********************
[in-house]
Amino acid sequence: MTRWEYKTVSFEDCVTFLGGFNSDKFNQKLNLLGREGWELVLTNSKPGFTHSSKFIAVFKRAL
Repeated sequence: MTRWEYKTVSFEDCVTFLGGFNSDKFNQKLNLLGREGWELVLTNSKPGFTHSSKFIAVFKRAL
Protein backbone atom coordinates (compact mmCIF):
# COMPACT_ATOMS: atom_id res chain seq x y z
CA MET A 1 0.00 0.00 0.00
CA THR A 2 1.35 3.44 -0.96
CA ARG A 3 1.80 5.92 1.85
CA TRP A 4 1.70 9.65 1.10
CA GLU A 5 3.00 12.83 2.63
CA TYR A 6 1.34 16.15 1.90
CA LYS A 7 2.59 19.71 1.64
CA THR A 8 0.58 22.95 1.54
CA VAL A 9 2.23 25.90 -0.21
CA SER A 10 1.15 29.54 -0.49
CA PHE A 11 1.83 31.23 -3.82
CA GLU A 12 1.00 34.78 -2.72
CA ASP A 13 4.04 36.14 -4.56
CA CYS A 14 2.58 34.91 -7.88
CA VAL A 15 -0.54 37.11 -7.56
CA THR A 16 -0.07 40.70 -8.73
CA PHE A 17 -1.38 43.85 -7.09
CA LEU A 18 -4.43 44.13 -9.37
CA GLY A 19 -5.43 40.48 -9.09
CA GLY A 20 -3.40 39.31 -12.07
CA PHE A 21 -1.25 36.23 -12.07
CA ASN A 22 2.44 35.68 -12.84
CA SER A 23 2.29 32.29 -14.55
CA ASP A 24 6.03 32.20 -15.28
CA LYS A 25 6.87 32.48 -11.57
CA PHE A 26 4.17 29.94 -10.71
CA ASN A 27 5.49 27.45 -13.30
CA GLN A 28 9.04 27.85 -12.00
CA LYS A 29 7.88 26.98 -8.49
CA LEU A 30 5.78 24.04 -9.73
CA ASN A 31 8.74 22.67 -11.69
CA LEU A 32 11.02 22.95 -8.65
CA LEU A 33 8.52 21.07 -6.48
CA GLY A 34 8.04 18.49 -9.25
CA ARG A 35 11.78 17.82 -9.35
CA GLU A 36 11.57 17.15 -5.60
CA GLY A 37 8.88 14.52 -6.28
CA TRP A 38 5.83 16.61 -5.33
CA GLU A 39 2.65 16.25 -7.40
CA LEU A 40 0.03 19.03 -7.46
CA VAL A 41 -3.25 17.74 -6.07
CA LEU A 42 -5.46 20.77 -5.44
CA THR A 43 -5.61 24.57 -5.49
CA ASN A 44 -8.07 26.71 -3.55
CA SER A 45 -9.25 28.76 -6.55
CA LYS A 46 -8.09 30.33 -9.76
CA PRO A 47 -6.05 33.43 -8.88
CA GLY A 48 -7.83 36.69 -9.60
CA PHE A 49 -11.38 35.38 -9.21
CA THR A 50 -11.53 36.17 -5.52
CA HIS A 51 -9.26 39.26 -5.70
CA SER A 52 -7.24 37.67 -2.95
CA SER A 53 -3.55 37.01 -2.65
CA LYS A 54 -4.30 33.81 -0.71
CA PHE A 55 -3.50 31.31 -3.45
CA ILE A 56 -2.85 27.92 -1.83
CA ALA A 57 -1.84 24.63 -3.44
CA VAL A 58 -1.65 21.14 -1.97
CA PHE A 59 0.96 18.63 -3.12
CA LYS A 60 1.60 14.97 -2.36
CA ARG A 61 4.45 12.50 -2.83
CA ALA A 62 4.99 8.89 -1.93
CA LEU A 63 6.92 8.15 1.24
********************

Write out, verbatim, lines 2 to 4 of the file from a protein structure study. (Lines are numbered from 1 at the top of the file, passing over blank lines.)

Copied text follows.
Amino acid sequence: MTRWEYKTVSFEDCVTFLGGFNSDKFNQKLNLLGREGWELVLTNSKPGFTHSSKFIAVFKRAL
Repeated sequence: MTRWEYKTVSFEDCVTFLGGFNSDKFNQKLNLLGREGWELVLTNSKPGFTHSSKFIAVFKRAL
Protein backbone atom coordinates (compact mmCIF):